A Mount Horeb police lieutenant had a months-long sexual relationship with a 14-year-old boy who moved into his Madison apartment in October but told investigators that for months he did not know the boy's true age, according to a criminal complaint filed Thursday.
Dennis P. Jenks, 44, was charged with repeated sexual assault of a child for allegedly carrying on the relationship with the boy between October and Feb. 13, when Jenks was arrested by Madison police.
The complaint states that Jenks "no longer wanted to be in a romantic relationship" with the boy, and but still wanted to be a mentoring "father figure" to him.
The boy, however, described Jenks as his "best friend" and tearfully told police that he loved Jenks.
Jenks appeared in Dane County Circuit Court on Thursday and was again released on a signature bond. He was ordered to stay away from the boy and not have any unsupervised contact with anyone under 18. He will return to court on March 25.
Madison police spokesman Joel DeSpain said the investigation began after police in Madison received a tip from another law enforcement agency. Jenks and the boy met with police voluntarily on Feb. 13, DeSpain said.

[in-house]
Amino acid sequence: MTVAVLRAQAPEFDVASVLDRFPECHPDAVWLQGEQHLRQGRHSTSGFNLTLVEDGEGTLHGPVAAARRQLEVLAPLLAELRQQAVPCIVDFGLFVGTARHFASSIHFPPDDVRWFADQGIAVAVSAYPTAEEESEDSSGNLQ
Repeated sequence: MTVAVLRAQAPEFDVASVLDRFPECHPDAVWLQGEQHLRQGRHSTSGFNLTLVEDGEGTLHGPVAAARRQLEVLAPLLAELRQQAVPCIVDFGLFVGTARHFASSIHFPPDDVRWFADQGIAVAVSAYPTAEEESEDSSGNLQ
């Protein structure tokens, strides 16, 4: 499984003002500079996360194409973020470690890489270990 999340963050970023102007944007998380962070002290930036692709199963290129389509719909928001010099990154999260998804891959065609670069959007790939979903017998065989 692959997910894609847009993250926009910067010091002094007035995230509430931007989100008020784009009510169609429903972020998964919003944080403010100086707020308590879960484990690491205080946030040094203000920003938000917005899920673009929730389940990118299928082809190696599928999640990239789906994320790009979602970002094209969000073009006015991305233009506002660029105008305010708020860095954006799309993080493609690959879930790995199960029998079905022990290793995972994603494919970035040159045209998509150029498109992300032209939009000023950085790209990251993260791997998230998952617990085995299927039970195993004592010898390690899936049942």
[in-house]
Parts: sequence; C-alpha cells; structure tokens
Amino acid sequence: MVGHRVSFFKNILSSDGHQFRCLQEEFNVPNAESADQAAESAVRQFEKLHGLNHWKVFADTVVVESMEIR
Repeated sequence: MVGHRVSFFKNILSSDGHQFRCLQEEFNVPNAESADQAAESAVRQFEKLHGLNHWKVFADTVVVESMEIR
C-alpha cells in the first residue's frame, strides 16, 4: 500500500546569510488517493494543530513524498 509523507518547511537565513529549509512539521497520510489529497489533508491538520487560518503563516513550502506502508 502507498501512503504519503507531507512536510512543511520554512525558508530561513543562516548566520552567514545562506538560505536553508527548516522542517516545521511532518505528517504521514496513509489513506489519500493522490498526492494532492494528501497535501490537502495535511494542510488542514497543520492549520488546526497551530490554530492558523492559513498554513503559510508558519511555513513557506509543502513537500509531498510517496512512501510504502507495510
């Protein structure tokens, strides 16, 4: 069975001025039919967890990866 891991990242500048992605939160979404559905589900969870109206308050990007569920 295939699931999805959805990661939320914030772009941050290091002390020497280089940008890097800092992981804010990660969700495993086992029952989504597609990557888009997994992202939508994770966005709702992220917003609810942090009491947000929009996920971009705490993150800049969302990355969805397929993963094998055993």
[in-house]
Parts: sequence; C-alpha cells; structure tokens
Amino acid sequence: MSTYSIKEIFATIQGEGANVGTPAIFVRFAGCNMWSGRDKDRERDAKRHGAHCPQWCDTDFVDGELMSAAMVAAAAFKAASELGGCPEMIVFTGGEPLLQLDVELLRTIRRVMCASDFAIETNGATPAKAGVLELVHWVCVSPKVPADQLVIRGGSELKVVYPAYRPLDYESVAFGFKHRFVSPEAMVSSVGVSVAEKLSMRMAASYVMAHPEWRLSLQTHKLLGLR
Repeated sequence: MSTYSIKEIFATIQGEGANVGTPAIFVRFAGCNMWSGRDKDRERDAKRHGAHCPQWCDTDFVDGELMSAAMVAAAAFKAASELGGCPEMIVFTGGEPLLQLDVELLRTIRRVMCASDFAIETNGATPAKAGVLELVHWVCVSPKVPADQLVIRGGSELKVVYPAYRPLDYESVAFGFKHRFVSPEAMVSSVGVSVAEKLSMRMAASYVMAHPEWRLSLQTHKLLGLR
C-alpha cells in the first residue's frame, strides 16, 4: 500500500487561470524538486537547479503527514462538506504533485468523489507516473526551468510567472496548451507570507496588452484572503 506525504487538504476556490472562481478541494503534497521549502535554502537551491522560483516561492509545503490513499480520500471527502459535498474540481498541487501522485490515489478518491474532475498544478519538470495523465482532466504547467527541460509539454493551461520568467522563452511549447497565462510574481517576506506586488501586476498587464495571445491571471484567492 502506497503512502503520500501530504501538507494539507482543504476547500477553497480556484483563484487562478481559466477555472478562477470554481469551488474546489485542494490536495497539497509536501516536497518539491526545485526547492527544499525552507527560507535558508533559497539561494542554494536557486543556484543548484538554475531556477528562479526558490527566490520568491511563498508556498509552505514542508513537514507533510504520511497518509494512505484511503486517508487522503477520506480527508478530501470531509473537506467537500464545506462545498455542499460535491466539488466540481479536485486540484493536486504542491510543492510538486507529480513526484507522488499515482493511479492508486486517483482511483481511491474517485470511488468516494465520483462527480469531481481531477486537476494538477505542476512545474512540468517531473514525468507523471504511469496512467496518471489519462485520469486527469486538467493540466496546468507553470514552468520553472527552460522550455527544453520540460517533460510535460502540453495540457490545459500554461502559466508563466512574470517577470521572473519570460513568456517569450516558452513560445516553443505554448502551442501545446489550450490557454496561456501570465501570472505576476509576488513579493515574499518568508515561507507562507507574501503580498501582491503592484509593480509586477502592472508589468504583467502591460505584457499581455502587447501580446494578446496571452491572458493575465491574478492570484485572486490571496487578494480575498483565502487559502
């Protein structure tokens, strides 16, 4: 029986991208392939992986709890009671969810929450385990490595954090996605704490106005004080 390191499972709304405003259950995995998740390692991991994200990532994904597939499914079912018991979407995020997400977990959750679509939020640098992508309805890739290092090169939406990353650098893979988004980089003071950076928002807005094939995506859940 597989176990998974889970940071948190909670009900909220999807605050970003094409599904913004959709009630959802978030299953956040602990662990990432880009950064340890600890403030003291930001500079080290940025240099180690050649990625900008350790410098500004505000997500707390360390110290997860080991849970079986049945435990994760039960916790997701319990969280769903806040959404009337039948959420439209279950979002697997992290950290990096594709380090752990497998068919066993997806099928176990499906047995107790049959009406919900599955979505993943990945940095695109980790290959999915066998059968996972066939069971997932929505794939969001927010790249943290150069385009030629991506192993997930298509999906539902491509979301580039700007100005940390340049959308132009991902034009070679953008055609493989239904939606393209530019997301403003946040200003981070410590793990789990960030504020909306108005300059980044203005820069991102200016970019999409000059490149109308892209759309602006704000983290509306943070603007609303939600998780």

According to the complaint:
The boy and Jenks told police that they met on the chat website Omegle. Jenks said that was in August. They chatted often, and first met in person in September. On Oct. 28, the boy moved into Jenks' apartment after Jenks had offered to let him stay there.
The boy said he first went to stay with Jenks when he got kicked out of his house. DeSpain said the boy had been living with family members in Rock County.
"I was kind of like hesitant, but he told me he was a cop so I trusted him," the boy told police, according to the complaint.
But there was confusion over the boy's age. He said he told Jenks he was 18 and gave him a different first name, "cause I don't want him to look me up, he's a cop and if I told him I was 14 he would be like, 'Why would I wanna hang out with this little kid?'"
Jenks said that before meeting the boy in person the boy told him he was 18.
"I was very adamant in making sure he was 18 years of age," Jenks said. "And he said he was."
Jenks told investigators that he tried to confirm the boy's identity using his police credentials but could not find him. He also searched social media on the Internet, to no avail.
He said he continued trying to figure out the boy's age and finally confronted him after three or four months. He said the boy broke down crying and told him he had lied.